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Walpole Day Showcases Small-Town Civic Pride

IMG_1434.JPGYesterday, I drove around the little towns outside of Boston (and not far from Norwood, where my grandmother lives), in search of yarn shops. I mainly found myself lost, many times, on country-sized roads cutting through green neighborhoods with a decidedly small town air.

And then, I got to Walpole. Bordering Norwood on Highway 1, Walpole is another one of these “est. before 1776” types of small New England towns. It’s only 20 minutes outside of Boston, but the contrast between big city and small town couldn’t be more dramatic. This is a pretty town, with lots of greenery and big, old, single family homes. As I drove through the neighborhoods, I saw many weekend gardeners out, enjoying the sunshine and putting in this year’s morning glories and zucchini plants.

Walpole has its first deed in the 1640’s, with a mine claim. It later hosted a sawmill, and formally separated as a township from nearby Dedham in 1722. The town history is a rich tapestry of community organizations springing up in response to its growth, and new buildings (or restoring old ones) to accommodate students, infrastructure, and civic bodies. The town elections are held in early June, and signs outside the police station proclaim that “It is your civic duty to VOTE!”

I arrived just before noon and parked a few blocks away from my destination, planning to walk. As I approached, I saw the sidewalks lined with people, holding balloons, their hands poised to wave.

“My goodness,” I thought. “All these people out to welcome me? What a friendly town!”

Alas, I was disabused of this notion when I asked someone what the hubbub was about. Yesterday was Walpole Day, a kind of founders day/community celebration, to commemorate Walpole…. being Walpole.

The parade kicked off at 12:05, and was inaugurated by the fire trucks, sirens blaring as they rolled up the street.


Sports are definitely in high profile in Walpole, and were well represented with school teams, cheerleaders, swimmers, dance groups, and martial arts schools.

Early in the parade, the young Walpole Lacrosse players showed their stuff by running the parade route. I thought this was very ambitious, since no other youth group ran the parade. Not even the two runners clubs.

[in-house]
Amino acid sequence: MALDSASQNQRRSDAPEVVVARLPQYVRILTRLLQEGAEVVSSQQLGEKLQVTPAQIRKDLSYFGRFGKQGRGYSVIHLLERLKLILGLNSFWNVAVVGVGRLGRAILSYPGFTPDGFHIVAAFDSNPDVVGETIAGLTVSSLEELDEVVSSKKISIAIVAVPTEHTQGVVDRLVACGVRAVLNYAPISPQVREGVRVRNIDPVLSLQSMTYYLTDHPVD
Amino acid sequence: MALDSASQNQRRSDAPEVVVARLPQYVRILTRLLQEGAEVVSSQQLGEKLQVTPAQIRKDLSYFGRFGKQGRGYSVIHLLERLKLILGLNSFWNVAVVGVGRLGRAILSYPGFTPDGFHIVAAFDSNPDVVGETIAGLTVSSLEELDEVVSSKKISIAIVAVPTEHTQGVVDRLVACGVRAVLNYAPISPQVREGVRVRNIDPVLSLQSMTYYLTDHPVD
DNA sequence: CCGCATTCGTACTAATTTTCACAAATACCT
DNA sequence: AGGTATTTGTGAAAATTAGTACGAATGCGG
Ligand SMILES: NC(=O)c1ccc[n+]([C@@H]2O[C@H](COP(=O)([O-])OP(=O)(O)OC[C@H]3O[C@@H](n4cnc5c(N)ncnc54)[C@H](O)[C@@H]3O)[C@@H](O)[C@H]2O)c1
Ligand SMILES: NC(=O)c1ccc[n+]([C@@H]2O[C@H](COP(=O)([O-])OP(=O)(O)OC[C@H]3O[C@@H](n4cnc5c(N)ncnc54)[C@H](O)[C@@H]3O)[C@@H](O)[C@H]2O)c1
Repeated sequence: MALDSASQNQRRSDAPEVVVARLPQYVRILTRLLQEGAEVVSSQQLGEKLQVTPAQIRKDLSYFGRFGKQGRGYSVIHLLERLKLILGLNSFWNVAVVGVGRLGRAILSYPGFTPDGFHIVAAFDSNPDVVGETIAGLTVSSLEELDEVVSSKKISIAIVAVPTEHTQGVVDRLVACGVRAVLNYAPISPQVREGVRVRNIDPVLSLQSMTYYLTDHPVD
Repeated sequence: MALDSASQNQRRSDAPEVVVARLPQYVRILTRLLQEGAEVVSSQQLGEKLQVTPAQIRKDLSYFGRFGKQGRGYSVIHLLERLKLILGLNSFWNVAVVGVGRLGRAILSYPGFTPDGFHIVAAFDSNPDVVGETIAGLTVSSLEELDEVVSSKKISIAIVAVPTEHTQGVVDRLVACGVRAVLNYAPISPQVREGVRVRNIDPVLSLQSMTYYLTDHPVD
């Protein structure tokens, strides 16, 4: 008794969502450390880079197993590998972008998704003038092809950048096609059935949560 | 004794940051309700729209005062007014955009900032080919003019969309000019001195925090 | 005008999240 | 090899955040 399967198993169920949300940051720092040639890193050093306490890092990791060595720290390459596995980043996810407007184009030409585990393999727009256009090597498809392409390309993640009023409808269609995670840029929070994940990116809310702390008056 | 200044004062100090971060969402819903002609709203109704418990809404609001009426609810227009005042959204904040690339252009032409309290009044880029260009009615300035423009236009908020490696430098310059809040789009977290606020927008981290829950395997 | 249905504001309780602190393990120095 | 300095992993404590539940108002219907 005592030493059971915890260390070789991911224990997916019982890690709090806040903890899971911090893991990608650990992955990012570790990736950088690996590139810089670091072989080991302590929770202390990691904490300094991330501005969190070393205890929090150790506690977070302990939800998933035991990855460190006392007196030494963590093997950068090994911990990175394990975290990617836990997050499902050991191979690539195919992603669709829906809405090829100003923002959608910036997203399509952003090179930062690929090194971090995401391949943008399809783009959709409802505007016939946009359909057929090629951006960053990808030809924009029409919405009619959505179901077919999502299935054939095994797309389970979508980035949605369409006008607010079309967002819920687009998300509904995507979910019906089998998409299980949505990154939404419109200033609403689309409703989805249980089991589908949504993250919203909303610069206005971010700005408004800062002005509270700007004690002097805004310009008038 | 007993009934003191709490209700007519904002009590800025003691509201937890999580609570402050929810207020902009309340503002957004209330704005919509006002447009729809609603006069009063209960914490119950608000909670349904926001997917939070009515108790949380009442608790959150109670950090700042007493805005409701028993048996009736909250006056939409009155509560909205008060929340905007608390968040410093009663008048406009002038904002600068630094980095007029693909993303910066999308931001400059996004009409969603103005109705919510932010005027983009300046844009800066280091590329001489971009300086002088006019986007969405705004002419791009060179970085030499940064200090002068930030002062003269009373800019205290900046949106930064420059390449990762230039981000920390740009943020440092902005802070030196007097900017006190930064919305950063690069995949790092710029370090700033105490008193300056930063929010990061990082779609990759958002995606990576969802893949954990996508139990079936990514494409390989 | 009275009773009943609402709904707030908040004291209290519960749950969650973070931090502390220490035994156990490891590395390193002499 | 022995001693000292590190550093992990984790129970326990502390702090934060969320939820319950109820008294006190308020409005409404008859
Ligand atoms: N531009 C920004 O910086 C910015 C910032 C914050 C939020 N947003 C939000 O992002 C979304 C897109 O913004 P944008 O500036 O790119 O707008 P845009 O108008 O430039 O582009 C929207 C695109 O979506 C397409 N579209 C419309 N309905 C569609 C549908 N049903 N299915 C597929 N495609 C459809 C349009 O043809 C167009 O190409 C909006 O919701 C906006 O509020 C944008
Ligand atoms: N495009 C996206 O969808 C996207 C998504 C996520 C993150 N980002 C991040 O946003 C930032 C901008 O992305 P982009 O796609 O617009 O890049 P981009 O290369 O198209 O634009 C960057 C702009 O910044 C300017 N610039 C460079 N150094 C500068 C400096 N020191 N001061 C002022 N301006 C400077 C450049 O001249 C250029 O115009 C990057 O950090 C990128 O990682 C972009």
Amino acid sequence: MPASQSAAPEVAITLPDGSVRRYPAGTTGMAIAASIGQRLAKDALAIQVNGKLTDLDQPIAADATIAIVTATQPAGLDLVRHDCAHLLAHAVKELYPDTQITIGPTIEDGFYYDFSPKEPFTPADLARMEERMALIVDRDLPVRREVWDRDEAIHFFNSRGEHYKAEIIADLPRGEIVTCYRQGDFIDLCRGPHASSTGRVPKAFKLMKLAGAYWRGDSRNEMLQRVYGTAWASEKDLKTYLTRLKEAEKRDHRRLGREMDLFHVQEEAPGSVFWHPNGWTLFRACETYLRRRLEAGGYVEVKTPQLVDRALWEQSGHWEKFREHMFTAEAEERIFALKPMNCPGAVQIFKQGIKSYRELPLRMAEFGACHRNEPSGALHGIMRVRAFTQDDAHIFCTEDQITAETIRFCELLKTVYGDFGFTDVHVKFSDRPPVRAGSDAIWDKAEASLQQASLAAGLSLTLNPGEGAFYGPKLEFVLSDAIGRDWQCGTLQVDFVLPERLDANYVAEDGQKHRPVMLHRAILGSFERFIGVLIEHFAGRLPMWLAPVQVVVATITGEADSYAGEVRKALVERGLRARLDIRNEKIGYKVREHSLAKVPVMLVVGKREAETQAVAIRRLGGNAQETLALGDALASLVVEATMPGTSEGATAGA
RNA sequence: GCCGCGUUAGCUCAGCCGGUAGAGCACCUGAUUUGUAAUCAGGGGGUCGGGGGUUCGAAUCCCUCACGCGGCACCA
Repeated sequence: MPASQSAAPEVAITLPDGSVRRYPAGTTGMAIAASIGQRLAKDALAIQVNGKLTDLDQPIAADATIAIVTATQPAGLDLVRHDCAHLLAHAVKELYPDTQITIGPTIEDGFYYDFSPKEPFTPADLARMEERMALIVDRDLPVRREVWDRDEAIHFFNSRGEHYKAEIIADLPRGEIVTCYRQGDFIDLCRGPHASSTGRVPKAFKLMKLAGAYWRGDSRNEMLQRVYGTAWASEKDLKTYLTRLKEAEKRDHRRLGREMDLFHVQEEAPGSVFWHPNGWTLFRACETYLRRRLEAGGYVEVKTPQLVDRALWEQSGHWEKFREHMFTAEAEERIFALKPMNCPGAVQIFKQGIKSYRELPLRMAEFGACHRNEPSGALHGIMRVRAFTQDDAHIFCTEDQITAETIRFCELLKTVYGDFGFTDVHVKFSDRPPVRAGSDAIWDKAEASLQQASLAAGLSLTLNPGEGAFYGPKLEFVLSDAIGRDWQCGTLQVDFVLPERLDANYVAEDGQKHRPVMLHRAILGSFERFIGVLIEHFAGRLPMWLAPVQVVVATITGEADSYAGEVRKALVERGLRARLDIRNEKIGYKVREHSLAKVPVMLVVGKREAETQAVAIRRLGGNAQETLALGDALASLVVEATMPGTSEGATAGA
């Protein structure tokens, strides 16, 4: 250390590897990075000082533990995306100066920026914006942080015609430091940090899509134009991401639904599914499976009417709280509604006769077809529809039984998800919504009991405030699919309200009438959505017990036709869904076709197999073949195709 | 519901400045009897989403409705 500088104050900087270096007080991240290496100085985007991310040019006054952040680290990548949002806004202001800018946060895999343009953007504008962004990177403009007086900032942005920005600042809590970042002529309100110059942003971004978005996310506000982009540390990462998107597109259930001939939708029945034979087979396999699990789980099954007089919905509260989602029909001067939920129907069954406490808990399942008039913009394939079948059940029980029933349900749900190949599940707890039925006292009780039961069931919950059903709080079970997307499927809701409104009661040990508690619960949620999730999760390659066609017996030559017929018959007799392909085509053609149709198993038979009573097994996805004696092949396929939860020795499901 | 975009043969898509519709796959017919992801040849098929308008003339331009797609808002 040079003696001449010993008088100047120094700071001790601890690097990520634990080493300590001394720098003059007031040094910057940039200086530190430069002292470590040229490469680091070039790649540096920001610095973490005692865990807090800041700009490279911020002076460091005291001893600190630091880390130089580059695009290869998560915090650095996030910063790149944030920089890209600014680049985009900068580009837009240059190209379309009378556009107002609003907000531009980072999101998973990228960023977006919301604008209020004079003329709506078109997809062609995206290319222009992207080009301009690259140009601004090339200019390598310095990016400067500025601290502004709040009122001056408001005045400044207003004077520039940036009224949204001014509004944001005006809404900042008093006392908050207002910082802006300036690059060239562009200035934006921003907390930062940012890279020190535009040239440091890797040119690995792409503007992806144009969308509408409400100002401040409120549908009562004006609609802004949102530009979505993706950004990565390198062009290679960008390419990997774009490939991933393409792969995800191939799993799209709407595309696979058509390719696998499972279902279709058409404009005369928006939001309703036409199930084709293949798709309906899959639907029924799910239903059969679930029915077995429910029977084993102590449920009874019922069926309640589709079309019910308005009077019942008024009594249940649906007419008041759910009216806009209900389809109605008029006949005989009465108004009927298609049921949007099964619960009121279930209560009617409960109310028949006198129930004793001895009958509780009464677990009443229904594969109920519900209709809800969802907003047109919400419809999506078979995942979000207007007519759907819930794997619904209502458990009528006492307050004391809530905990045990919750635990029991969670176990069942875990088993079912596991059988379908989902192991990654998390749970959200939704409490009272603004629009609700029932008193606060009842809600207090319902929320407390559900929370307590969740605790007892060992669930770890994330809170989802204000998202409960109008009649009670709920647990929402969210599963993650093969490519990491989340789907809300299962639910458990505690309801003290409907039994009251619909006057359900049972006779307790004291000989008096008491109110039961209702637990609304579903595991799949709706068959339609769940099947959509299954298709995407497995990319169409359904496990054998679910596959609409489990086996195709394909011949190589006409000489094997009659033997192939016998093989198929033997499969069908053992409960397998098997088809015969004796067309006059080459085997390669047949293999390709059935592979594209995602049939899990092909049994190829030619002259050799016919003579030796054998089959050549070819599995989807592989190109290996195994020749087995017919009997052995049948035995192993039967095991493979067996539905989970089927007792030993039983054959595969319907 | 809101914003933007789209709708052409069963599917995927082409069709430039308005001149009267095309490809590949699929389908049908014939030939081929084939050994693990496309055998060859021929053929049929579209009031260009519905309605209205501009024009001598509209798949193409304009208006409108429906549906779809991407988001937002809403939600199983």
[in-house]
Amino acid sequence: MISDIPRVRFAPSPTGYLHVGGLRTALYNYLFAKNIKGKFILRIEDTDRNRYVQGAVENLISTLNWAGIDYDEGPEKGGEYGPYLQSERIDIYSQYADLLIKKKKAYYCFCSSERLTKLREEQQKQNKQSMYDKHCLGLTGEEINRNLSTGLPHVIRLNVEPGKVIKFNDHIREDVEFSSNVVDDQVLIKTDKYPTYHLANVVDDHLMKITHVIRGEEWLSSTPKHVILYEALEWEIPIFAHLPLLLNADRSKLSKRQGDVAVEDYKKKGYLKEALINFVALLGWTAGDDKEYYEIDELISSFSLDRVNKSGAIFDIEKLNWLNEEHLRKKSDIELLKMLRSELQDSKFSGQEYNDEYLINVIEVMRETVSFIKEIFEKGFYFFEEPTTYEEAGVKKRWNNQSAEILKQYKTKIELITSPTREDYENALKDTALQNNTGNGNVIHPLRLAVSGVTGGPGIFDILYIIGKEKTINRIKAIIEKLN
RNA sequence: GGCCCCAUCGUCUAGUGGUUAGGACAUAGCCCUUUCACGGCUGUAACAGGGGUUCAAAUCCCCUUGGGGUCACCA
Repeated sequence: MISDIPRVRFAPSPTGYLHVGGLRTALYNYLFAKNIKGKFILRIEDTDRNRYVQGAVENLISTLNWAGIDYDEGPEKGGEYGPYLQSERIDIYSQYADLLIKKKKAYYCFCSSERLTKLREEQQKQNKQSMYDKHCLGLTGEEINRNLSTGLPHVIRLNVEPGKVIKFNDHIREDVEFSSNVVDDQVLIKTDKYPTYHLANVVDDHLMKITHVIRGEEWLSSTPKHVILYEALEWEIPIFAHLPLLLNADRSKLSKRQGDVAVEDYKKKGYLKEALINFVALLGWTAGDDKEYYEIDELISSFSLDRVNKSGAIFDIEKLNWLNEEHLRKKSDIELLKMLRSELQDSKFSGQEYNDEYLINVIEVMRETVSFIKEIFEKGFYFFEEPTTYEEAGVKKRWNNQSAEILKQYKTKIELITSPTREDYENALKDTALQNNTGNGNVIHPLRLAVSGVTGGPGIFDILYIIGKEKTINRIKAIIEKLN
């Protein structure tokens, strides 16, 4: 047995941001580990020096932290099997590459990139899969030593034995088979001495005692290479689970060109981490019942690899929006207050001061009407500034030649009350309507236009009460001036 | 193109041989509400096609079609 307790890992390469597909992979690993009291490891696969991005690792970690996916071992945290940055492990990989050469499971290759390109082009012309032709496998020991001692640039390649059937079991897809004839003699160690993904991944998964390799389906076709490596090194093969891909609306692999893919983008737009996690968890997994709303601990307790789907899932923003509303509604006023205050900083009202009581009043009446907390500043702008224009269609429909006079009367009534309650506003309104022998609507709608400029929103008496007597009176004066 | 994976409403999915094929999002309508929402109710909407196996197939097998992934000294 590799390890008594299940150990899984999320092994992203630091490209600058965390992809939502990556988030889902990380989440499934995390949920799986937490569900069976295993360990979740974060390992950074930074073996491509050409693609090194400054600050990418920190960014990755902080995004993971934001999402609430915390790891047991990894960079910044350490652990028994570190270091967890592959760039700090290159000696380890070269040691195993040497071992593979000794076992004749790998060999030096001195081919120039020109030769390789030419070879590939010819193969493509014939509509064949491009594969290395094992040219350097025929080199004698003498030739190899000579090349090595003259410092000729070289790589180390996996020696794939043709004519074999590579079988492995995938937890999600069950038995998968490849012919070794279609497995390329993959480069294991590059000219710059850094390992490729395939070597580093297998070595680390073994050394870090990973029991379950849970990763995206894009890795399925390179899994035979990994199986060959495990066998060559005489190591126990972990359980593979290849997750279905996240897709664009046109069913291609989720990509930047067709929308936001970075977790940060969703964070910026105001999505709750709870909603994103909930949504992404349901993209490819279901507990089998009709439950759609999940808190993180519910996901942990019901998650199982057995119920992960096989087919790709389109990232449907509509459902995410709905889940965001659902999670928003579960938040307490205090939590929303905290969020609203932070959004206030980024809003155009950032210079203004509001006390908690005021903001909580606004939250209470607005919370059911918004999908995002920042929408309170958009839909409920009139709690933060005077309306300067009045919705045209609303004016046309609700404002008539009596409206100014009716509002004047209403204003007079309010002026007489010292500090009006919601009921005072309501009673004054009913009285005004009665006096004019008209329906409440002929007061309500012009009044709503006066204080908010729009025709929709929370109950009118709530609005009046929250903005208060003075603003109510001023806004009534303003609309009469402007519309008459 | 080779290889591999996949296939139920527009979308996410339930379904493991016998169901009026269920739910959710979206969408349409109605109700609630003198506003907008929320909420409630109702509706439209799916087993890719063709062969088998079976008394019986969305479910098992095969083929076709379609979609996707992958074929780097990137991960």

A variety of vehicles drove the route as well, from the old military Jeeps:


To the even older horse-drawn carriages:


Parade participants threw candy to the kids on the sidelines, politicians walked the route or handed out balloons, and the event ended with a big party and fair down the street behind the bank.

Grandma tells me that Norwood Day is in October. I may have to swing back down, just to see!

Hoodie Progress(ish)

I have knit 5 rows on the hoodie.

I realized partway into row 6 that I’m using the wrong needle. I’m using the gauge needle. I’m supposed to use the “one needle smaller than gauge” for this part of the sweater. I can either keep going on the wrong-gauge needle and accept a slightly looser garter stitch edging. Or I can rip it back, crying all the way.

I will probably cry as I frog the whole thing.

I will definitely cry if I can’t find my ball winder. Since I’m frogging the whole thing anyway, I thought I would re-wind the yarn into a ball. I have looked all morning for my ball winder, but have had absolutely no luck in finding it. The last place I remember using it was laying in bed, late at night, winding balls of yarn for this sweater before falling asleep. I have, in fact, looked all over the RV and carefully checked the bedcovers for it, but alas, it is completely missing. I’m getting suspicious and think someone sneaked in and stole it when I wasn’t here. Or that the cat ate it. Either is equally probable.

This is my washed and blocked gauge swatch, complete with a little cabling to practice/see what the cables do. Like the lighting? Go me with my mad iSight/PhotoBooth skillz.
Photo 28.jpg